Monday, February 11, 2013

Getting up to date after the "total shoulder replacement surgery" ouch!

I am realizing that this blog has degenerated into a collection of sermons, so here’s a selection of journaling from the last two months. 

9 December 2012. I need to sit down and write for awhile: get a lot out, just write, and see what happens then…

Fear about the surgery in three days. 3 hours with my right shoulder being replaced, 90 days on sick leave, and most of the next year in physiotherapy, but getting rid of the arthritis in my right shoulder. This is the first surgery since 1986 when I had the gall bladder surgery; I was 30 then, so this is different: it scares me a lot - the pain, helplessness, weakness, being a burden to others, getting crazy with the anesthetic, not coming back mentally or physically. The fear of dying on the table, all that. 

But I know a number of people who’ve had it, and are the better for it, so I should be all right; but I’ve also heard stories of it going badly, don’t like the fact it might need to be replaced in 10 or 12 years, it is a complex matter! 

Sunday afternoon, 16 December 2012, 3 PM.

I’m seeing how the new voice recognition system works on pages since my right arm is out of action for the next six weeks at least. So far, so good.

So far the program hasn’t frozen, which the old program had a tendency to do, so I may be all right.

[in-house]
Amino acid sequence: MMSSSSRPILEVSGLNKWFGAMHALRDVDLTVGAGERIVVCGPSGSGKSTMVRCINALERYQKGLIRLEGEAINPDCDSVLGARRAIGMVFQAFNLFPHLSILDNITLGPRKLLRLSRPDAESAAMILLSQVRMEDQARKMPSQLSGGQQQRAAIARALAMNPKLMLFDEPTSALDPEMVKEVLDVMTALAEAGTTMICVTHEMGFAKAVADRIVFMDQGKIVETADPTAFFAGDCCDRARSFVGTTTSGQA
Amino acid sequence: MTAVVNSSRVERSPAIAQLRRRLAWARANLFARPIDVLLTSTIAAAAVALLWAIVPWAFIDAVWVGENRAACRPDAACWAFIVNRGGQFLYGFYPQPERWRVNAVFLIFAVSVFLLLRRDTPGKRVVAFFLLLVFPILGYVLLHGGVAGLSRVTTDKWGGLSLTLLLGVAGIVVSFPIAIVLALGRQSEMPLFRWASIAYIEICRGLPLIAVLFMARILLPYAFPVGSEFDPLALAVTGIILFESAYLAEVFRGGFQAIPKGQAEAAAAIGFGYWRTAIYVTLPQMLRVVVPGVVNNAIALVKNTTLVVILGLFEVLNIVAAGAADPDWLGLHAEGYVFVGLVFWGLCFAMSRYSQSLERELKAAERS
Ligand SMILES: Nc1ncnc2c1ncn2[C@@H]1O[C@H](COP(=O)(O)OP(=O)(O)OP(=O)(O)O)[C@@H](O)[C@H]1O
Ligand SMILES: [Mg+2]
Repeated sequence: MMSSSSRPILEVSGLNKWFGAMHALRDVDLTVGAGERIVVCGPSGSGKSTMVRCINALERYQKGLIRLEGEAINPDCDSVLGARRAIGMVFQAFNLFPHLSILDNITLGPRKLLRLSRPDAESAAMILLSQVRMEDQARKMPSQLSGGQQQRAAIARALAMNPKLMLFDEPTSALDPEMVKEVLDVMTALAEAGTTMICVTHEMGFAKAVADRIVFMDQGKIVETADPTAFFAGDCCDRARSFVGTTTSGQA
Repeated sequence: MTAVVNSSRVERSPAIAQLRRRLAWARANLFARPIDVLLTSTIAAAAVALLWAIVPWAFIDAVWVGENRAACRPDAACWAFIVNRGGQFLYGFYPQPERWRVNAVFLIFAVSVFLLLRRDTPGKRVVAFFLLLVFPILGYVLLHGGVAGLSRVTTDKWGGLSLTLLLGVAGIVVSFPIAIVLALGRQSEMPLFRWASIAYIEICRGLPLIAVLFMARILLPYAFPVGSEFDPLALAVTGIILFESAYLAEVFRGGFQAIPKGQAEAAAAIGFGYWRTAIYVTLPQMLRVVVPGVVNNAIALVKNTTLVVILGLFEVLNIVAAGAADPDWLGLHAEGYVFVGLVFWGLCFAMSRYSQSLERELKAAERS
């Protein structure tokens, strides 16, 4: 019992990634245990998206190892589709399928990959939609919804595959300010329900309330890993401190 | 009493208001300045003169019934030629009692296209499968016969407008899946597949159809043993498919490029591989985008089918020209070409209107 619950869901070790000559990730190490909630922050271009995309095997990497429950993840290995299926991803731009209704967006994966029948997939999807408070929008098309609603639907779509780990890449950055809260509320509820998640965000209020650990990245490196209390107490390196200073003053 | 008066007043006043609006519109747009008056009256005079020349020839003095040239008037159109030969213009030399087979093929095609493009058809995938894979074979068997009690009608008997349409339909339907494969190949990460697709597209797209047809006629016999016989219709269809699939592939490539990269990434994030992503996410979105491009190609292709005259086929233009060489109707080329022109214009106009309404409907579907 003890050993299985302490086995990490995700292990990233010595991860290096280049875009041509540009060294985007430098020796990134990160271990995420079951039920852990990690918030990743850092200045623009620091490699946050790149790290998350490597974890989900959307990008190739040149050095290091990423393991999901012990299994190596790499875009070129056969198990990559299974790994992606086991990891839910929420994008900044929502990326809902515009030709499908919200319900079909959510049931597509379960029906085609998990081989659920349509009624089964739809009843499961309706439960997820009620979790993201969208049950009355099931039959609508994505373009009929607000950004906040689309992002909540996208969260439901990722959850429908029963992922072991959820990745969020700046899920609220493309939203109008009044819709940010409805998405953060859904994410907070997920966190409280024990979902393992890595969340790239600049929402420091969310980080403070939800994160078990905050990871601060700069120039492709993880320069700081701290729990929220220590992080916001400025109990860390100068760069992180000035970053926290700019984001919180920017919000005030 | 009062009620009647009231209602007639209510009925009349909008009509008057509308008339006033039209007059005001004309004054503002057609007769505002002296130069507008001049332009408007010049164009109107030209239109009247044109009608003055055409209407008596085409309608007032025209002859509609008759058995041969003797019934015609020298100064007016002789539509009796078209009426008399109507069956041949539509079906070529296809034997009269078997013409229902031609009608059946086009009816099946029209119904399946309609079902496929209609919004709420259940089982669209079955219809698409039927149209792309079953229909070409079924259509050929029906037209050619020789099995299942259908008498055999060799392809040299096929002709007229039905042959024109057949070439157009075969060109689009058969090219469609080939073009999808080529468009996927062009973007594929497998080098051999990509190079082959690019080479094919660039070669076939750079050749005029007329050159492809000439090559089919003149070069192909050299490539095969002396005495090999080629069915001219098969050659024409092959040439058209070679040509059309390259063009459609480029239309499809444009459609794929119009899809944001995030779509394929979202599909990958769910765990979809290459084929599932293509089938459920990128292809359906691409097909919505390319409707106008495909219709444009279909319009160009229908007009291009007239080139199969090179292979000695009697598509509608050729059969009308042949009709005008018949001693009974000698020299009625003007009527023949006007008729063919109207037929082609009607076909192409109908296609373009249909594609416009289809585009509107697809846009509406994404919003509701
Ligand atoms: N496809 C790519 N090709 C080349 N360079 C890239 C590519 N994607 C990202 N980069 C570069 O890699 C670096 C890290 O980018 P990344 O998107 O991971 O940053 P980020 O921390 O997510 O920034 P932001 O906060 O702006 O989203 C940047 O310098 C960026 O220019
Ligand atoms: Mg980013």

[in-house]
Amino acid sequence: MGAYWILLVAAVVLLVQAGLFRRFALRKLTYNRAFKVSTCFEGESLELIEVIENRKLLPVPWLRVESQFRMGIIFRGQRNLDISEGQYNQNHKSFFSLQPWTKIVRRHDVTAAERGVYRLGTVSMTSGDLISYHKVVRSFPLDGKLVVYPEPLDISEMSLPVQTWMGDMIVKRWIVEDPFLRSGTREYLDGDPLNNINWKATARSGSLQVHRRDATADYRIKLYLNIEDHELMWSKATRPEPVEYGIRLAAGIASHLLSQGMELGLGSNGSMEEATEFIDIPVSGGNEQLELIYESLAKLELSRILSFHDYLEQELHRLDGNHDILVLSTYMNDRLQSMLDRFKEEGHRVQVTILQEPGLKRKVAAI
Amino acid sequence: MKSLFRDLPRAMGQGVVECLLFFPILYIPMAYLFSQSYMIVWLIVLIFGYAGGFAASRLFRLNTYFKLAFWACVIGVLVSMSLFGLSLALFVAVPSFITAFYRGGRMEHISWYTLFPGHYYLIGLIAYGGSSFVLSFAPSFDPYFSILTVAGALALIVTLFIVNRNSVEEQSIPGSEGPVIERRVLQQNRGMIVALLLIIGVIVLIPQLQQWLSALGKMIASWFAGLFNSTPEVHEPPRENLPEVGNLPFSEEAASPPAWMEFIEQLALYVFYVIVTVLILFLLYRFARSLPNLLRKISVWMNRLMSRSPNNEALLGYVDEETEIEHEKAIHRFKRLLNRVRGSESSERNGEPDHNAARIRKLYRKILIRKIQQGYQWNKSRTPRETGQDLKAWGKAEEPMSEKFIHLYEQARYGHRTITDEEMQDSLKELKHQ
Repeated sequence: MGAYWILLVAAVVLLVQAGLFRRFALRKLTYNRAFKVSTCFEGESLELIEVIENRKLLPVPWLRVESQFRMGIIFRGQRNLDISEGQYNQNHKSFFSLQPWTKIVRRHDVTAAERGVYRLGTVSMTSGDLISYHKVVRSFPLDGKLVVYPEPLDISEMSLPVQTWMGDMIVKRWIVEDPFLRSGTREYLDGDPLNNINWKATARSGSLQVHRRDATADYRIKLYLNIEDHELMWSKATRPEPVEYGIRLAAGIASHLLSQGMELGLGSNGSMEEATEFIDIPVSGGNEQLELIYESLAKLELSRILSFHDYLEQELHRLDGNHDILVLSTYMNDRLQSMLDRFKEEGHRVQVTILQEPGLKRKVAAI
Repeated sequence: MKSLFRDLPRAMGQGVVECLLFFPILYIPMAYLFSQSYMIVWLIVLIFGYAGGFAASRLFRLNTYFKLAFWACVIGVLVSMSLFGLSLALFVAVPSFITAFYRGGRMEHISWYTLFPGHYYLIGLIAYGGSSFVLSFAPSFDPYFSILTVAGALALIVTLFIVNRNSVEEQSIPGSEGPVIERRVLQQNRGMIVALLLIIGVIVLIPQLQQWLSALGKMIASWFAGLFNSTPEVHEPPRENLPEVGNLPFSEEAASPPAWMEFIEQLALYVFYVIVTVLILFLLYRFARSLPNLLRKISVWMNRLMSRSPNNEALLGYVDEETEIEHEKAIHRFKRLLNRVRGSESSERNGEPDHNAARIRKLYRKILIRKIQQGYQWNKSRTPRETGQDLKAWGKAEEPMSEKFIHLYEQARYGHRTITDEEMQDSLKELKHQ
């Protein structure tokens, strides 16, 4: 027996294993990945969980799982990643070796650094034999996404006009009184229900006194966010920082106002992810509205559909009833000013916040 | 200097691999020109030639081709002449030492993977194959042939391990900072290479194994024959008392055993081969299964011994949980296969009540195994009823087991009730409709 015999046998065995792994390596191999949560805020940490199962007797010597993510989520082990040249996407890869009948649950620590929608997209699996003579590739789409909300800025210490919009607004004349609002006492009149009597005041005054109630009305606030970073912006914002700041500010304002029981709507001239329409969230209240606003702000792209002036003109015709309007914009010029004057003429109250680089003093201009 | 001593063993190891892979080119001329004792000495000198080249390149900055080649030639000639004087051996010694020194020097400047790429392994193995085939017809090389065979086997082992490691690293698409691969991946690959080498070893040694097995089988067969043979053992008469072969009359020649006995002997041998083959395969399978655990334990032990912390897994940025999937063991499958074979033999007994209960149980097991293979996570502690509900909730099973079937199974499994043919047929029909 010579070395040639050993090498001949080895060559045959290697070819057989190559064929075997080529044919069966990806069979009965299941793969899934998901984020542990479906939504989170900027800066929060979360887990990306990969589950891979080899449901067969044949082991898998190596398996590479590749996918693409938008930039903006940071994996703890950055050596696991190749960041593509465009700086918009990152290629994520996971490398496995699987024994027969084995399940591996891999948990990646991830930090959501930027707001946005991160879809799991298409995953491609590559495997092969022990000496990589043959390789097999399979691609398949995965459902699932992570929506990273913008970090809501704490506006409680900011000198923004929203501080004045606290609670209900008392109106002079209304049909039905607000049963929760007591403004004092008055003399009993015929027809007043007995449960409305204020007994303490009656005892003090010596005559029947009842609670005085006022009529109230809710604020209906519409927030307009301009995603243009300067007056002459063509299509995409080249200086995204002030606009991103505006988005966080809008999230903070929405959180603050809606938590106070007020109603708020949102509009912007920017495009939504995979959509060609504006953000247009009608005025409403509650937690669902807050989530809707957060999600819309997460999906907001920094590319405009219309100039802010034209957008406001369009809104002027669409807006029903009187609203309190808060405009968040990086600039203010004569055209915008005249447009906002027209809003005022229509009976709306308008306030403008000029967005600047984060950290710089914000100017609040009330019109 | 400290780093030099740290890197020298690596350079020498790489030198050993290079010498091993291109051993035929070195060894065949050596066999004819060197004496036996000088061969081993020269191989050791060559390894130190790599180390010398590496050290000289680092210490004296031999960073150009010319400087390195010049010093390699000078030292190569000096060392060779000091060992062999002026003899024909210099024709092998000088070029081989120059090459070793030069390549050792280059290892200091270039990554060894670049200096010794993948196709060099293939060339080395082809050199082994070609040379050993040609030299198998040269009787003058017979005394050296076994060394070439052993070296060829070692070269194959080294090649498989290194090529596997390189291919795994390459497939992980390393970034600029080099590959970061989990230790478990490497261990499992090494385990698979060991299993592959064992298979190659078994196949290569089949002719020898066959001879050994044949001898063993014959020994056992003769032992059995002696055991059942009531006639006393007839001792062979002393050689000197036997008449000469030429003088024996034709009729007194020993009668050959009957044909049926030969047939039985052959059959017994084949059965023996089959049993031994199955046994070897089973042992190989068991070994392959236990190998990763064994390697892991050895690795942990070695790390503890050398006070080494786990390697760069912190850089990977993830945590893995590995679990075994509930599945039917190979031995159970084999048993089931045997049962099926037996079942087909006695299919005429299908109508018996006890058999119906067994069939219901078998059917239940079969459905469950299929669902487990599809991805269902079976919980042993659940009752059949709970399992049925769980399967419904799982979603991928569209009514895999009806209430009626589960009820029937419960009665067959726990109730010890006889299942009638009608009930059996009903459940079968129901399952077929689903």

I may be all right following the surgery as well. I went in on Wednesday morning and they had me walking by Thursday night: albeit slowly and not feeling too steady, but with growing assurance and strength with every step. They also told me that night that I would be well enough to go home the next day. That scared me, and I didn’t think it was possible, but by Friday morning I decided I was well enough to be home. So here I am. I’m not sleeping brilliantly  at night and still am feeling some pain, but this is so much better than expected.

So now I am on sick leave until 8 March! Evidently my tendons aren’t in great shape so I will need to take time with physiotherapy and not have high expectations, but I think it will make for some good improvement. Even now the pain is different and I’m not waking up at night with a sharp fiery pain when I turn over. Granted that’s because I’m sleeping on my back with a pillow under my shoulder, but even so.